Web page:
It's less common to get asked to convert from decimal to binary, but it does happen. First of all you need to work out what is the highest number that's a power of two and is less than the number in question. For example: if asked what the decimal number 13 is in binary: the highest power of 2 that you need to worry about is 8 (which is 2 to the power of 3), because the next highest is 16, which is more than 13. Write down a 1 for the 8 (in the 8 column, if you like), then subtract it from the 13; this leaves 5. If the remainder is greater than or equal to the next highest power of 2, write down another 1. Five is indeed greater than 4, so we have a second 1. When you take the 4 away from the 5 you get 1, which is less than the next highest power of 2 (two itself), so we have a zero. We're now down to the '1' column, and we still have 1 left (from when we subtracted 4 from 5), so we write down a 1. So 13 in binary is 1101 (1 for the 8, 1 for the 4, 0 for the lack of the 2, and 1 for the last 1).
One useful tip is that an odd number will always end in a 1 in binary, and an even number will always end in a zero.
It sounds complicated; and if you need to have it explained then it may well be that you wouldn't be able to do it in a quiz. But at least I can say I've got it covered!
It's just possible that you may be asked to convert a hexadecimal number into decimal – and I'd say that you're equally likely (i.e. not very likely) to be asked to do the reverse. If you are, the principle is exactly the same as in binary – but the good news is that you're not going to have as many digits to deal with.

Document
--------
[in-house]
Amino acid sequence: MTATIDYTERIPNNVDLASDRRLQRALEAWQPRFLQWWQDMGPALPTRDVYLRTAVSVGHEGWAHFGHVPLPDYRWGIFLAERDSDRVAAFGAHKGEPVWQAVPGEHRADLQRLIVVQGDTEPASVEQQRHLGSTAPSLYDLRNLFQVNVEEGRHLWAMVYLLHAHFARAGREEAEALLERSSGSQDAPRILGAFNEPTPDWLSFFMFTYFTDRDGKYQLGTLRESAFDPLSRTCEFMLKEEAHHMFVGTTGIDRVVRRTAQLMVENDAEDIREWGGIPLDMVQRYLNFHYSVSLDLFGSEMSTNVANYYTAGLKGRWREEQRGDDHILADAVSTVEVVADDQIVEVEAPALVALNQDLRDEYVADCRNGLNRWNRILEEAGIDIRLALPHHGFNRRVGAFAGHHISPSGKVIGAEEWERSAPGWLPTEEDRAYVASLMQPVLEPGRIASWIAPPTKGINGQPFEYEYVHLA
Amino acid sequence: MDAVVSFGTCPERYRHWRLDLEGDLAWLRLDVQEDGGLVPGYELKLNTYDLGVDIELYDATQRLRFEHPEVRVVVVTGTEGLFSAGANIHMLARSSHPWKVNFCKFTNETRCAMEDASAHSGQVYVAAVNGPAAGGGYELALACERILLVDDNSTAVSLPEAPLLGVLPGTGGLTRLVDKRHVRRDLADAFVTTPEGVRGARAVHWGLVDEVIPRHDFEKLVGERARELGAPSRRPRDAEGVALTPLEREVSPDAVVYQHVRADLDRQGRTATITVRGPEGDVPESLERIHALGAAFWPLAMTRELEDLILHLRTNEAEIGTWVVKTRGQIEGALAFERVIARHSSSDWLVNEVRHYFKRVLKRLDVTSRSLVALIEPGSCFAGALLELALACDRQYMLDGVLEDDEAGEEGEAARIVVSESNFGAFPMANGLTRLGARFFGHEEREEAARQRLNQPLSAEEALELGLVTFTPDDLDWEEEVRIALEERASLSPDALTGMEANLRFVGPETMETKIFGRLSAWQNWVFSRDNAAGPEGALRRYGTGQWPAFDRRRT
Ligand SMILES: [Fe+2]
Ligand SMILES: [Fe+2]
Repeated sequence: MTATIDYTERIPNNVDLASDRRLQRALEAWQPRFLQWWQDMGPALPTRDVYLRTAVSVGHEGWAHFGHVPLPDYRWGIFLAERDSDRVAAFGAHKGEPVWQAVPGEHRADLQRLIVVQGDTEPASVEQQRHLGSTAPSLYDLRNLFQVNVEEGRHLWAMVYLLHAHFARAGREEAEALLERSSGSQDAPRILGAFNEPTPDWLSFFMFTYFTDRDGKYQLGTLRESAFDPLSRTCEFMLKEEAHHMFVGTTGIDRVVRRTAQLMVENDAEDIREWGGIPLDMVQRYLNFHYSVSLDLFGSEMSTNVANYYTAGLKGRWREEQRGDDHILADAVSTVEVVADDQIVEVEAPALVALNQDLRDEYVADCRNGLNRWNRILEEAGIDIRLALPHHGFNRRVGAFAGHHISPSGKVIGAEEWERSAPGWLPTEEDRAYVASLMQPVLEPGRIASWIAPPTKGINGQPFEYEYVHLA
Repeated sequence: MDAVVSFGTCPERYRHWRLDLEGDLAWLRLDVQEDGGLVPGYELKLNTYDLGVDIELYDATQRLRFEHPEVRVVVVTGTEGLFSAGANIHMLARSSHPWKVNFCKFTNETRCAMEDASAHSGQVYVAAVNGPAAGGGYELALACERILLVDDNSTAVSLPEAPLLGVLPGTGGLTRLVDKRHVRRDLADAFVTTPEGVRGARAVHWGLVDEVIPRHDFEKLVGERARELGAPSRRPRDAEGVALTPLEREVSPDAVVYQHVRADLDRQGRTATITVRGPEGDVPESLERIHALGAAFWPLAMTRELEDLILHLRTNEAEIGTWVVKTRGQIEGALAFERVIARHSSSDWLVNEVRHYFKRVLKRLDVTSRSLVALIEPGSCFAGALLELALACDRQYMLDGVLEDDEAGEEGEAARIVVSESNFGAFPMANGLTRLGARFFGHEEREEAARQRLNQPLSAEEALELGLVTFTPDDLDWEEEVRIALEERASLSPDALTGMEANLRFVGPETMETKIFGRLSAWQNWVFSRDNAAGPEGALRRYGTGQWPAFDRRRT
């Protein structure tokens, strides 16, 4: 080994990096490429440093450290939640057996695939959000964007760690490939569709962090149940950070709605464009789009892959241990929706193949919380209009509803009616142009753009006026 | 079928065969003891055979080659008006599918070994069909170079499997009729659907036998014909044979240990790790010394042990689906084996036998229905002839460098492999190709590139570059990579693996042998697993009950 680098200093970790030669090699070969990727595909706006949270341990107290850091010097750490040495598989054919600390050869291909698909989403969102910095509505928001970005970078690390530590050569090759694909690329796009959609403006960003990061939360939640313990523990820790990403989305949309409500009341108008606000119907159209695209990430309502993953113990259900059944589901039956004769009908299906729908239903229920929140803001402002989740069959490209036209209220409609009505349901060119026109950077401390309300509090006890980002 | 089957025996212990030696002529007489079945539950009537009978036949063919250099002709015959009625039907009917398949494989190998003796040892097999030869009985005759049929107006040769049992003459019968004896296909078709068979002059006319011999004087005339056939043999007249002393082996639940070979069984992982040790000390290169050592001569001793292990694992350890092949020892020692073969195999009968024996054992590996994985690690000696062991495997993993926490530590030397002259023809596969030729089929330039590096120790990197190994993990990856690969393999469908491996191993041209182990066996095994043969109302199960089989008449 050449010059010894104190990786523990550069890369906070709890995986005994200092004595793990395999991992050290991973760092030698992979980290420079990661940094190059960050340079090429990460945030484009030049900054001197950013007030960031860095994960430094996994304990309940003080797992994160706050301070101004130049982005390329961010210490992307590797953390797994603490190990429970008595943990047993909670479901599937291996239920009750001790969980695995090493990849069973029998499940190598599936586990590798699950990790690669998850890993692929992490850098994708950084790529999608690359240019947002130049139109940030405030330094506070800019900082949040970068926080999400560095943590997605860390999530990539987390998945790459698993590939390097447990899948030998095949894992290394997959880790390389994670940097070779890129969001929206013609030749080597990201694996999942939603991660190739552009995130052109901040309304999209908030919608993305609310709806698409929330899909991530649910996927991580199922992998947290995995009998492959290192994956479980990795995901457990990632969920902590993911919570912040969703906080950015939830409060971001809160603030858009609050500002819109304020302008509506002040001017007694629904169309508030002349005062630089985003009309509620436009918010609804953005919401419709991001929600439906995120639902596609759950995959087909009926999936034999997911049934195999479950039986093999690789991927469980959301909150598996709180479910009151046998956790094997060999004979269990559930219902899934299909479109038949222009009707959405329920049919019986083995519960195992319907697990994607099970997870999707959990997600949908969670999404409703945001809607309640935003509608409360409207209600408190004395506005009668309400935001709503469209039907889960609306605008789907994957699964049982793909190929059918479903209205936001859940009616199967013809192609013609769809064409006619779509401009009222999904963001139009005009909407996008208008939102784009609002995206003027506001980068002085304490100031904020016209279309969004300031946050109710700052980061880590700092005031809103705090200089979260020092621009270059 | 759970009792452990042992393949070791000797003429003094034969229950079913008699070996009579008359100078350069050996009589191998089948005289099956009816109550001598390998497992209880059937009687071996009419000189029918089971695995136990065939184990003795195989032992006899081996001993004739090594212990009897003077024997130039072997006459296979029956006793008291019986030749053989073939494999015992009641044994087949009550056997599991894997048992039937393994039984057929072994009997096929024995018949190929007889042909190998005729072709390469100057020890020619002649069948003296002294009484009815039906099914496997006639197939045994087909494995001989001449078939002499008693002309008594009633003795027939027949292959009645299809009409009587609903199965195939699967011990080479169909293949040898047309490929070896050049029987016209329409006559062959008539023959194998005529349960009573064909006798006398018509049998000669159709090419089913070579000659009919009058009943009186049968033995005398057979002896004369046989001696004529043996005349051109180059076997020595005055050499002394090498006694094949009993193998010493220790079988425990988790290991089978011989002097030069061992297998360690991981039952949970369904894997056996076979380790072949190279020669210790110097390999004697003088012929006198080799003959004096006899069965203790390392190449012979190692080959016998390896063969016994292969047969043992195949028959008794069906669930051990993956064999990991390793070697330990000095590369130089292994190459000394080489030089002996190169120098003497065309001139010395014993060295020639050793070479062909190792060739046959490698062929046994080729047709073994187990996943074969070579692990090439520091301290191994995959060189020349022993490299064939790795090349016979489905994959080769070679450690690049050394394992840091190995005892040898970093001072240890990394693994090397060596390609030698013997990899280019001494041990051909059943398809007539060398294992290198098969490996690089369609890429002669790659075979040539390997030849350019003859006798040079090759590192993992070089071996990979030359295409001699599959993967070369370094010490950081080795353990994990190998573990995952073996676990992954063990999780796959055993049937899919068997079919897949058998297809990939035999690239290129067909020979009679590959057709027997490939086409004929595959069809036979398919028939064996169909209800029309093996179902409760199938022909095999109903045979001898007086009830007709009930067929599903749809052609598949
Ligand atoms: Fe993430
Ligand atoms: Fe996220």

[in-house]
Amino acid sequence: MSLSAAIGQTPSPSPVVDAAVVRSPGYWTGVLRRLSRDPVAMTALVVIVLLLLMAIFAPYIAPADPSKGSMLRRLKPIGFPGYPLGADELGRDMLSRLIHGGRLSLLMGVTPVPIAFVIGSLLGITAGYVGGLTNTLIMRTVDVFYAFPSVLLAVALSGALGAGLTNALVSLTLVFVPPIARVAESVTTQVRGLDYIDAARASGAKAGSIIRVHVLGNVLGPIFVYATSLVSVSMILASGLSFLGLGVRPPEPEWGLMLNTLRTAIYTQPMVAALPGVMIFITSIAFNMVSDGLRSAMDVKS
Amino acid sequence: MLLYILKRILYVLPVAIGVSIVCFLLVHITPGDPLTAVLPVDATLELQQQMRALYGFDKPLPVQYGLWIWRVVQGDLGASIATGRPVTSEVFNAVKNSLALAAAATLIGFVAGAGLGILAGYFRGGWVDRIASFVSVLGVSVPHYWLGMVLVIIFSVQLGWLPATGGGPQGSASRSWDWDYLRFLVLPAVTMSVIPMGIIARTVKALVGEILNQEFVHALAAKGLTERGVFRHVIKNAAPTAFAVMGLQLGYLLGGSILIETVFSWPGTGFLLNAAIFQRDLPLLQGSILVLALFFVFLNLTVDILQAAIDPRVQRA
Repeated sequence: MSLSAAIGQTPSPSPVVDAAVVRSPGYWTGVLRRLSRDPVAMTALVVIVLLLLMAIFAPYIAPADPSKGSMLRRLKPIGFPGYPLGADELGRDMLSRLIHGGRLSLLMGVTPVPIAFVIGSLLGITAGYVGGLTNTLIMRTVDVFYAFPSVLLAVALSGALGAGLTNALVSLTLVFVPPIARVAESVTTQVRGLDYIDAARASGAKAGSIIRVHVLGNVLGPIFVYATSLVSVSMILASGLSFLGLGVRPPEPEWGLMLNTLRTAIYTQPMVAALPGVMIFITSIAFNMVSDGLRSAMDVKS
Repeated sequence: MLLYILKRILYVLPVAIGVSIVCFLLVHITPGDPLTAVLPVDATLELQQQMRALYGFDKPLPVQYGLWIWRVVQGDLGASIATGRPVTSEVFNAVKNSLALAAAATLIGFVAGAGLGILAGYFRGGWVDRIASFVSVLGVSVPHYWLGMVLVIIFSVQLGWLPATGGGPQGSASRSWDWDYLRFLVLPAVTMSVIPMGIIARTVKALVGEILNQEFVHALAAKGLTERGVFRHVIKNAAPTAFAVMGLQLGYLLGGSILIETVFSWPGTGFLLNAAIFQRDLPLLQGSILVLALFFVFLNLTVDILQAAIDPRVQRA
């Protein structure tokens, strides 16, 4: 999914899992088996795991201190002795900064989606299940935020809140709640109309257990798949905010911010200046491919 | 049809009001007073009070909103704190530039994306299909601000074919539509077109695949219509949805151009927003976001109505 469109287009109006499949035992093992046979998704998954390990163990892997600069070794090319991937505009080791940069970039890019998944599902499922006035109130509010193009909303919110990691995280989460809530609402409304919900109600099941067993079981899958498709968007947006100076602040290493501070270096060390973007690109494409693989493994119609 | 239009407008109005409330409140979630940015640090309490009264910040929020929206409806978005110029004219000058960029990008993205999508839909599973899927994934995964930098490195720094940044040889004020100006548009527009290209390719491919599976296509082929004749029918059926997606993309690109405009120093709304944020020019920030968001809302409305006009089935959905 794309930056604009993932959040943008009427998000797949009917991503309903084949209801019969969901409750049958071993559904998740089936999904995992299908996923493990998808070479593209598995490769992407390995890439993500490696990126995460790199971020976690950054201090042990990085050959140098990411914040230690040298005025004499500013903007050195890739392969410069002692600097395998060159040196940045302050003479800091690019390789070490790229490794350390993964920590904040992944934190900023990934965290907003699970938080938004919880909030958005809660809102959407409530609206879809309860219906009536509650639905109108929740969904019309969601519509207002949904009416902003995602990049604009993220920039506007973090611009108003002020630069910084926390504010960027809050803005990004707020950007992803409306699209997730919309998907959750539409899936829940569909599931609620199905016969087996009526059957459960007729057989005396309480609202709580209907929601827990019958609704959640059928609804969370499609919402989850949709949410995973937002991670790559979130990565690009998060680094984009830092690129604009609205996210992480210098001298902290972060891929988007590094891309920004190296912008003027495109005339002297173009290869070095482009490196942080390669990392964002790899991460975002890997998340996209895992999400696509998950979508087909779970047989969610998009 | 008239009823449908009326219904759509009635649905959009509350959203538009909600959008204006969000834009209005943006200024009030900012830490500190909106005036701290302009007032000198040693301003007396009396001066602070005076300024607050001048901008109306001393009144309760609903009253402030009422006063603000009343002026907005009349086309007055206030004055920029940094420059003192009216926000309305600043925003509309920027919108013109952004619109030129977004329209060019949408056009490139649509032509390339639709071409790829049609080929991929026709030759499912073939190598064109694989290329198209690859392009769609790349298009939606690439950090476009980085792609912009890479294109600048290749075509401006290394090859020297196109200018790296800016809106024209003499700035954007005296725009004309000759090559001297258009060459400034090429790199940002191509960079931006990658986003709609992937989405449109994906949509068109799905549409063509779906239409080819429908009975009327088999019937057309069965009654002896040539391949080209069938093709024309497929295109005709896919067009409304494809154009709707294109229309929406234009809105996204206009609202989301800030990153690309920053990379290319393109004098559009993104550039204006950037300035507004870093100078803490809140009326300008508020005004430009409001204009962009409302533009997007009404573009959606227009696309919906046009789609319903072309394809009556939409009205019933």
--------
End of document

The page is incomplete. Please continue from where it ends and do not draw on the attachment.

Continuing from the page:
The thing to remember is that in any numeral system, the number that is the base of that system is written as 10. So in binary the number two is written as 10, in decimal the number ten is written as 10, and so on. In hexadecimal, the number sixteen is written as 10.
Next, we have to deal with the numbers from ten to fifteen. Because we don't have numeric digits to represent them, we use letters: A to represent ten, B to represent eleven, and so on up to fifteen which is represented by F.
So the first sixteen numbers in the hexadecimal system are 1, 2, 3, 4, 5, 6, 7, 8, 9, A, B, C, D, E, F and 10.
Let's look now at how we convert hexadecimal numbers of seventeen and over into decimal. Just as above, to convert from decimal to binary we divided by powers of two, in hexadecimal we divide by powers of sixteen.
The square of sixteen is 256 (decimal), so 256 is represented in the hexadecimal system as 100. (Just as 100 in decimal is the square of ten, and 100 in binary is the square of two, which is four.) It's most unlikely that you'll be asked to convert any number higher than this (unless it's something simple like decimal 257 – 101 in hexadecimal).
For numbers between 17 and 255 (inclusive), all we have to do is divide by sixteen. For example: suppose we're asked to convert the decimal number 99 into hexadecimal. 99 divided by 16 is 6, remainder 3; so decimal 99 in hexadecimal is 63.
What could be simpler?!
What could be slightly more complicated is if we were asked to convert a number that's greater than 160 into hexadecimal: for example, 199. 199 divided by 19 is 12, remainder 1; so the first digit is the hexadecimal symbol for 12, which is C. Decimal 199 in hexadecimal is C1.